BWW Review: PHANTOM at Hale Centre Theatre is Magnificently Opulent

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BWW Review: PHANTOM at Hale Centre Theatre is Magnificently Opulent

Maury Yeston's PHANTOM on Hale Centre Theatre's Centre Stage has been cast, designed, and directed to magnificence.

PHANTOM (music and lyrics by Maury Yeston, book by Arthur Kopit) is based on the famous novel by Gaston Leroux. Written before Andrew Lloyd Webber's more famous version, it lost the opportunity to be performed on Broadway when Webber's show was announced, but this show and its more traditional score has earned legions of fans over the years, and for good reason. It brings a deep humanity to the story amidst many twists and turns.

When the silver-voiced Christine Daae arrives at the Paris Opera House, she is taught by a mysterious voice teacher who always wears a mask and calls himself the Phantom. After new managers take over the theatre and encroach on his sanctuary in the catacombs of the building, the Phantom begins to wreak havoc, all the while drawing closer to his protege.

Preston Yates (double cast with Austin Smith) makes the Phantom a character the audience feels empathy for. His rich, soothing vocals are stunning, again proving he is among Utah's best musical theatre performers.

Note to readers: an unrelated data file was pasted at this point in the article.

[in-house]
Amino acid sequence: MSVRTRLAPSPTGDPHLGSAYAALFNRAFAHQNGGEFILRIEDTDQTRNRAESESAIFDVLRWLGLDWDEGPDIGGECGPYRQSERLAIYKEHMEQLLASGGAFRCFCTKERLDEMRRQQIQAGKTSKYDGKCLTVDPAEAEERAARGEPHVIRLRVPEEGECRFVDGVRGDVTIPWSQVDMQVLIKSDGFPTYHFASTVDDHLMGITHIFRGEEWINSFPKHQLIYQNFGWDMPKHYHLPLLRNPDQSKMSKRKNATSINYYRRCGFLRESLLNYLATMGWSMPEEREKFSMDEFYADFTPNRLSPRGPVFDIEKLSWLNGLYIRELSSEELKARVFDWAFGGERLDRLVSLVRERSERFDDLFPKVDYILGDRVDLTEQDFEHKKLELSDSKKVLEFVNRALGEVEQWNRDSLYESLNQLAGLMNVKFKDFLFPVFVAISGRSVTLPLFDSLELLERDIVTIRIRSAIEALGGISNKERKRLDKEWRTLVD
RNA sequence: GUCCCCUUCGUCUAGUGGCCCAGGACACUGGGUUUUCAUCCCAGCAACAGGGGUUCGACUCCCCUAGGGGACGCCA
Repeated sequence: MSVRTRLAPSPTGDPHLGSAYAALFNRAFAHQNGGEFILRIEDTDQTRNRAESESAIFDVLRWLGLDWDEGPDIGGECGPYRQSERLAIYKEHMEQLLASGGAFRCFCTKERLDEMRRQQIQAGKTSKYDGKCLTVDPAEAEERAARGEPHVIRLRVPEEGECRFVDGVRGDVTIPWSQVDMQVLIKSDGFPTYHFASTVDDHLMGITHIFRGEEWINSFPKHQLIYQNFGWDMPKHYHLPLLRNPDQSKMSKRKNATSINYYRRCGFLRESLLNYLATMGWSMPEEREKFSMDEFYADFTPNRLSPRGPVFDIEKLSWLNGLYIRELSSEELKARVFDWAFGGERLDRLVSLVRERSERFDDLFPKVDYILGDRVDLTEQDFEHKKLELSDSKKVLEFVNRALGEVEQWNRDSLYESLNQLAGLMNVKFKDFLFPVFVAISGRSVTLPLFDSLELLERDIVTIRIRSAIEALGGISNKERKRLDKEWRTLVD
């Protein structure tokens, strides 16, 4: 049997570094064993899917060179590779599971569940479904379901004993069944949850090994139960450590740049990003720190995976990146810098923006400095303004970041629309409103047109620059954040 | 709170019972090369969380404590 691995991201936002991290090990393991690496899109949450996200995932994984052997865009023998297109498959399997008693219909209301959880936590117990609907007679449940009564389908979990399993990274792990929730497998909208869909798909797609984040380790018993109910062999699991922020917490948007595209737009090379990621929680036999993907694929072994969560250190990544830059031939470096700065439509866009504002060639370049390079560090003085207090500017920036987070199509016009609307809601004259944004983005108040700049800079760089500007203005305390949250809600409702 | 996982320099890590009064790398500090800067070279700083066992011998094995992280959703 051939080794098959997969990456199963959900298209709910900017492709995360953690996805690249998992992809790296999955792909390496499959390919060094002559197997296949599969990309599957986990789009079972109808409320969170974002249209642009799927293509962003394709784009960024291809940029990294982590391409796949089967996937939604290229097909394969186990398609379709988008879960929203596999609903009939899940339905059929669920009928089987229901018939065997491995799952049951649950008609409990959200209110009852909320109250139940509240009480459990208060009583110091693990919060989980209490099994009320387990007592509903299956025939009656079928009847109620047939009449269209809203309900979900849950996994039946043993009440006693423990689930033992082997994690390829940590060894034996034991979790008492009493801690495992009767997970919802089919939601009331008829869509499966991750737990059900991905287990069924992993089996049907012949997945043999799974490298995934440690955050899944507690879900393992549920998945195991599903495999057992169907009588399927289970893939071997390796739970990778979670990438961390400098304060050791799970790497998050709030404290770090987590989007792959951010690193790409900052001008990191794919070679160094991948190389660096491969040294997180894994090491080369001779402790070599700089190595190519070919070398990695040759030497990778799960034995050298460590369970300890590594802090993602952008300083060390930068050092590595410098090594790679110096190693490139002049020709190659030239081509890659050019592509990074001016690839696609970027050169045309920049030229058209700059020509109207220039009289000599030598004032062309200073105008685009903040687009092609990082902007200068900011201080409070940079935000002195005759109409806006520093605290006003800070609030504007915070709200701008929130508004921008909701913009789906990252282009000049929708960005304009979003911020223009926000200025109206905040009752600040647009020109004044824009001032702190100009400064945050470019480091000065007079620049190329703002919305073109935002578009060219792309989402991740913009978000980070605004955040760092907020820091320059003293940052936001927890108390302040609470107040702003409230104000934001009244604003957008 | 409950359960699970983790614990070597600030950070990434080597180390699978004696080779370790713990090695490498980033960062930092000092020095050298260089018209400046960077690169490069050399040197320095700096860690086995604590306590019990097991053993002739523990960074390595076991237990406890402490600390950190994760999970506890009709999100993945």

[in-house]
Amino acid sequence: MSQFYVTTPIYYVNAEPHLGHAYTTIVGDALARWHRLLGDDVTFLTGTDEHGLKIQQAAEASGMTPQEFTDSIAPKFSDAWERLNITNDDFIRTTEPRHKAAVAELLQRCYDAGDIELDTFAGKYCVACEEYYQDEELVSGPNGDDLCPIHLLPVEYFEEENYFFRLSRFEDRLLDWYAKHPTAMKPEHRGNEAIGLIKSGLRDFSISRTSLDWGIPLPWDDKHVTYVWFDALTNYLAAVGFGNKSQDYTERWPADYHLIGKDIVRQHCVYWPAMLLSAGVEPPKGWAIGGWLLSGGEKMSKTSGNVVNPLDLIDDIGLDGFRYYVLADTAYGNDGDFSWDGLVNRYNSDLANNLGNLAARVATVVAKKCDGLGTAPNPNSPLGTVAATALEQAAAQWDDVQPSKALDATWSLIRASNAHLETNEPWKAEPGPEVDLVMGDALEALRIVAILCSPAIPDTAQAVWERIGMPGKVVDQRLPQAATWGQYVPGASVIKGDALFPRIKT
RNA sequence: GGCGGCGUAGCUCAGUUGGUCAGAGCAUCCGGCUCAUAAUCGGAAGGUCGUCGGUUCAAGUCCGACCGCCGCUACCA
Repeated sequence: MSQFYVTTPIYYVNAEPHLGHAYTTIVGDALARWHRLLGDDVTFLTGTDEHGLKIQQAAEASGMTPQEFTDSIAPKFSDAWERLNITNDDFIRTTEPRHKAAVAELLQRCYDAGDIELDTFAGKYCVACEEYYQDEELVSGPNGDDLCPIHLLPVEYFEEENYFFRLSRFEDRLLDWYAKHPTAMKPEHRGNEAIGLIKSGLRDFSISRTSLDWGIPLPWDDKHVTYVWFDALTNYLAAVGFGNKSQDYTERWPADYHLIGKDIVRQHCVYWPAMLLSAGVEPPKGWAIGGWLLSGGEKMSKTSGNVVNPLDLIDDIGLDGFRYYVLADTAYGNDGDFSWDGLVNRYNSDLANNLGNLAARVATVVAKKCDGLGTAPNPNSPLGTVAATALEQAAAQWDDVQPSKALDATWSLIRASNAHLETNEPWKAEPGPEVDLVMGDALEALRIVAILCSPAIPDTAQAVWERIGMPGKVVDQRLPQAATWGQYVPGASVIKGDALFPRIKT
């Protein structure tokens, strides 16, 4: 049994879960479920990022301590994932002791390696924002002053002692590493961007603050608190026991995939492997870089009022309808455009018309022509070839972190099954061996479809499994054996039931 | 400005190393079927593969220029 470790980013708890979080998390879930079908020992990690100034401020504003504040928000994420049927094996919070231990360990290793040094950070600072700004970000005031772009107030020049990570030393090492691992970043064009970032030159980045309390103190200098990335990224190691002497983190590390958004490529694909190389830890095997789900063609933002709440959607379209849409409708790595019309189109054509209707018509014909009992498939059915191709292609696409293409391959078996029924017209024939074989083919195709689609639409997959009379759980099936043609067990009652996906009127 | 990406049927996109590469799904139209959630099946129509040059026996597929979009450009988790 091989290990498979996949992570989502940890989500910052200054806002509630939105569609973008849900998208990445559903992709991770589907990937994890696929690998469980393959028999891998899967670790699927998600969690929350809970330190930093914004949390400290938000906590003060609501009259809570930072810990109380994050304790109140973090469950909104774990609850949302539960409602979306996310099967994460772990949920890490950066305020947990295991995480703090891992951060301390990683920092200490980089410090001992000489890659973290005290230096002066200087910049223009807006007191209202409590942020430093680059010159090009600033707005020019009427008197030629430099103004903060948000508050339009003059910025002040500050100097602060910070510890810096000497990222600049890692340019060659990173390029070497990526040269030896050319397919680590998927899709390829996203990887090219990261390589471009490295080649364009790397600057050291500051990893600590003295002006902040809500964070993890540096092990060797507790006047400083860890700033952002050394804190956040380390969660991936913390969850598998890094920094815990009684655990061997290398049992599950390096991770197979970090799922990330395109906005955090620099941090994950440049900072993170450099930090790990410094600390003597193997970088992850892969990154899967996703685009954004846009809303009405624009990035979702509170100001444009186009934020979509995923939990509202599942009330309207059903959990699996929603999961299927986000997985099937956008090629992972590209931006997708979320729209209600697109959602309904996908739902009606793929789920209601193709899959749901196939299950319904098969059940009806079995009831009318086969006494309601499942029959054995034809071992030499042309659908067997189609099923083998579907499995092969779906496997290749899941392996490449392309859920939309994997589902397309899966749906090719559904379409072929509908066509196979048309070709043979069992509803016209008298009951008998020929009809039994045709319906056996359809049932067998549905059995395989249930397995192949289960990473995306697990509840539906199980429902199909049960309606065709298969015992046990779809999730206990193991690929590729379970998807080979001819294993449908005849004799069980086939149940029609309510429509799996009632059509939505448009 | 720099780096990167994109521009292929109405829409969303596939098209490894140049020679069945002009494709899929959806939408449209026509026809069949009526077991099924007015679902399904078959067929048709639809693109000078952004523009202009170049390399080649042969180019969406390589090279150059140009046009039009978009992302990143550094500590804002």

Lisa Zimmerman as Christine (double cast with Jennifer Neff) sings gloriously in a style that wonderfully straddles the line between opera and legit musical theatre. When she and Yates sing together, they bring a warmth and power that is unparalleled.

Raina Thorne as La Carlotta (double cast with Mandi Barrus) and B.J. Whimpey as Alain Cholet (double cast with Patrick Kintz) steal the show whenever they are onstage with performances that are larger than life but never over the top.

David Weekes is heartbreaking as Gerard Carriere (double cast with John Philpott). He and Cleveland McKay Nicoll as Count Philippe de Chandon (double cast with Stephen Faulk) both bring strong singing and acting abilities to their key supporting roles (although it's not quite clear why the Count speaks in a French accent).

The direction by John J. Sweeney is clear and purposeful, the ballet-infused choreography by Jennifer Hill Barlow is intricate and flawlessly executed, and the musical direction by Anne Puzey makes the complex songs feel effortless.

The opulent set design by Kacey Udy, which showcases a colossal falling chandelier, cohesively navigates both the lightness and darkness of the opera house. The extremely strong lighting design by Michael Gray works in tandem with the set to create unforgettable images that transport the audience to the Phantom's world.

The lavish costumes by Kelsey Nichols and hair and makeup design by Trisha Ison (with the exception of some overly garish party wear) fit in their lush surroundings perfectly.

Experience a new, more human side to the story you know so well through Hale Centre Theatre's magnificent, emotional production of a beautifully crafted musical.

PHANTOM plays through November 9, 2019. For tickets, call the box office at 801-984-9000 or visit

Photo Credit: L-R Preston Yates (Phantom) and Lisa Zimmerman (Christine)

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From This Author Tyler Hinton